Chromatin immunoprecipitation (ChIP), when paired with sequencing or arrays, has become a method of choice for the unbiased identification of genomic-binding sites for transcription factors and epigenetic marks in various model systems. The data generated is often then interpreted by groups seeking to link these binding sites to the expression of adjacent or distal genes, and more broadly to the evolution of species, cell fate/differentiation or even cancer development. Against this backdrop is an ongoing debate over the relative importance DNA sequence versus chromatin structure and modification in the regulation of gene expression (Anon. 2008a Nature 454: 795; Anon. 2008b Nature 454: 711-715; Henikoff et al. 2008 Science 322: 853; Madhani et al. 2008 Science 322: 43-44). Rationally there is a synergy between the two and the goal of a biologist is to characterise both comprehensively enough to explain a cellular phenotype or a developmental process. If this is truly our goal then the critical factor in good science is an awareness of the constraints and potential of the biological models used. The reality however is often that this discussion is polarised by funding imperatives and the need to align to a transcription factor or epigenetic camp. This article will discuss the extrapolations involved in using ChIP data to draw conclusions about these themes and the discoveries that have resulted.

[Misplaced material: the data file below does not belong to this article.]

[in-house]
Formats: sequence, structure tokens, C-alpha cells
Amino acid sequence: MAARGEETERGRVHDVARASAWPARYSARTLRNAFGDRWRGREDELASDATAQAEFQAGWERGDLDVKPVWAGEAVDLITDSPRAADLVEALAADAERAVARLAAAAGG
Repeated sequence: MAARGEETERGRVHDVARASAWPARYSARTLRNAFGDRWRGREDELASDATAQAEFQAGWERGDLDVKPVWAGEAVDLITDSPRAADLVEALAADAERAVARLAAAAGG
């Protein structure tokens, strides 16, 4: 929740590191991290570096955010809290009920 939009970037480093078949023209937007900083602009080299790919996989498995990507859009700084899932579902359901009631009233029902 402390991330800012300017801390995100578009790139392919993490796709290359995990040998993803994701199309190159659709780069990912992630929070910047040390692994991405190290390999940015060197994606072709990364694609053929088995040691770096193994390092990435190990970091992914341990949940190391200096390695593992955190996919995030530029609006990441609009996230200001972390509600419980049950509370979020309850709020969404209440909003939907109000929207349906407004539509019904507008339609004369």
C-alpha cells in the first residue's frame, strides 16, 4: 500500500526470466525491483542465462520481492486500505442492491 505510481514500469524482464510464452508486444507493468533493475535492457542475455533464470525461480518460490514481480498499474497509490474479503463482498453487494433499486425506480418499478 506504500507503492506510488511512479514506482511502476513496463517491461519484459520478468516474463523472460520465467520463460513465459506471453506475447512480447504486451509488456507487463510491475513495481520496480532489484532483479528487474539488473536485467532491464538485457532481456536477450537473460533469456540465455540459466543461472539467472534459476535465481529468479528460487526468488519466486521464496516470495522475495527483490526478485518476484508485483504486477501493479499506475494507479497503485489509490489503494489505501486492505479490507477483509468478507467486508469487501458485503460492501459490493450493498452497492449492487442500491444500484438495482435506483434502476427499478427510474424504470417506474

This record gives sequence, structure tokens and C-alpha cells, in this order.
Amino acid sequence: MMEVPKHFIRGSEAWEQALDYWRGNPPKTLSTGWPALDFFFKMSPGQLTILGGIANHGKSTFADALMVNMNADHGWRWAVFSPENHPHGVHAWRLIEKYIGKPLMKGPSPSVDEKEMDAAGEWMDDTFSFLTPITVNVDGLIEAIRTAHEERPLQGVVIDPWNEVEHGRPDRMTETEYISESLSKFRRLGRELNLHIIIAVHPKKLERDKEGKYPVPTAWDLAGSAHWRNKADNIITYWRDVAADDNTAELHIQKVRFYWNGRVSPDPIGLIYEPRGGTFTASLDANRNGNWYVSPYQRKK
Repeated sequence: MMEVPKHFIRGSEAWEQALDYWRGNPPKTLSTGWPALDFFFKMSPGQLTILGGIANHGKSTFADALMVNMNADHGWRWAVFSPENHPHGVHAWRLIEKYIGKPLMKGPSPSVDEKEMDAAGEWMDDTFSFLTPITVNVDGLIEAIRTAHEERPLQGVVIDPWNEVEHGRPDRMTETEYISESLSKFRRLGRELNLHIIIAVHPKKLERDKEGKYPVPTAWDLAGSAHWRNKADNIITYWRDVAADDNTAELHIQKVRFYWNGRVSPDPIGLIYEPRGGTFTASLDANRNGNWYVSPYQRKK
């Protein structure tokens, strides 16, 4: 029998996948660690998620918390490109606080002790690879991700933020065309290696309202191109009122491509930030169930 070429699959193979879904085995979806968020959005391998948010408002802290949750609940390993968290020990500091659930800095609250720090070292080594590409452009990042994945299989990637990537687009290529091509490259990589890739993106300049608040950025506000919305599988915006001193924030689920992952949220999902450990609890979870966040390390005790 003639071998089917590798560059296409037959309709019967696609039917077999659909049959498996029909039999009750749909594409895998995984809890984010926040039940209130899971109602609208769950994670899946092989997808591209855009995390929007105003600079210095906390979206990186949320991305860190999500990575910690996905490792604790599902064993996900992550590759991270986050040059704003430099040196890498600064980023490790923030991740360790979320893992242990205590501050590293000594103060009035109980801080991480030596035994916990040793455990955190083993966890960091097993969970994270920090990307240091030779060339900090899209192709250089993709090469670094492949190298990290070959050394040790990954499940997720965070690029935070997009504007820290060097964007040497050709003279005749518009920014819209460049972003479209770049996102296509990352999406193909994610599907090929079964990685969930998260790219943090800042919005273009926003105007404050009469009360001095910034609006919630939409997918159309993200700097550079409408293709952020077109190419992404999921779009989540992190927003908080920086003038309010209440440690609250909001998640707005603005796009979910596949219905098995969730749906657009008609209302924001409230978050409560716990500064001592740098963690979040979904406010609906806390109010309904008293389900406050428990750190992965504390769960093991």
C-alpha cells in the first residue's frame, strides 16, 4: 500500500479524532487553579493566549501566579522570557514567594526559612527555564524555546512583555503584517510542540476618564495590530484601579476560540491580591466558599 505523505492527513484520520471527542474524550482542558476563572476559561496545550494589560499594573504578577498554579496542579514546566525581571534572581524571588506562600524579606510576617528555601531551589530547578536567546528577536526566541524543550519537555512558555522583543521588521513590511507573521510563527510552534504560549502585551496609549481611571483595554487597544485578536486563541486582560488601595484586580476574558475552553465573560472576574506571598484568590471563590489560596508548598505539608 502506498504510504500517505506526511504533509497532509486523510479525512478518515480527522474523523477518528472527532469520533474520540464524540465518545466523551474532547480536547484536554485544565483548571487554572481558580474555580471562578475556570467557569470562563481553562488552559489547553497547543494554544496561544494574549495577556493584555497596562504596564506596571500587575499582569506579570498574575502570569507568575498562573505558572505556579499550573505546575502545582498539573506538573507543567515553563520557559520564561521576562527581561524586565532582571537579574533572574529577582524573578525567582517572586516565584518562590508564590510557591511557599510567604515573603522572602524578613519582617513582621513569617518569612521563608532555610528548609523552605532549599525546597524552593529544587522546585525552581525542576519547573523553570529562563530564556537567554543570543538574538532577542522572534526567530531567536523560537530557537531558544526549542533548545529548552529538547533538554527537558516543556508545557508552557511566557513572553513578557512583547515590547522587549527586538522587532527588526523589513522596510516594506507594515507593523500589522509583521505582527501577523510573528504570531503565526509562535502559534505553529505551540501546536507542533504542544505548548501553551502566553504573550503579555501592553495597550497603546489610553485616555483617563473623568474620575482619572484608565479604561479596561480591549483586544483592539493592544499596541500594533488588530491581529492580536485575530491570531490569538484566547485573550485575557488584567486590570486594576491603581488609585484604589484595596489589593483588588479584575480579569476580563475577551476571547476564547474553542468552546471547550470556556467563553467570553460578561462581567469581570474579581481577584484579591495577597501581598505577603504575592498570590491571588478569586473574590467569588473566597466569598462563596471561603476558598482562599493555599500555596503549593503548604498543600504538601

- Chromatin Immunoprecipitation
- Epigenesis, Genetic
- Gene Expression Regulation
- Transcription Factors
- Transcription, Genetic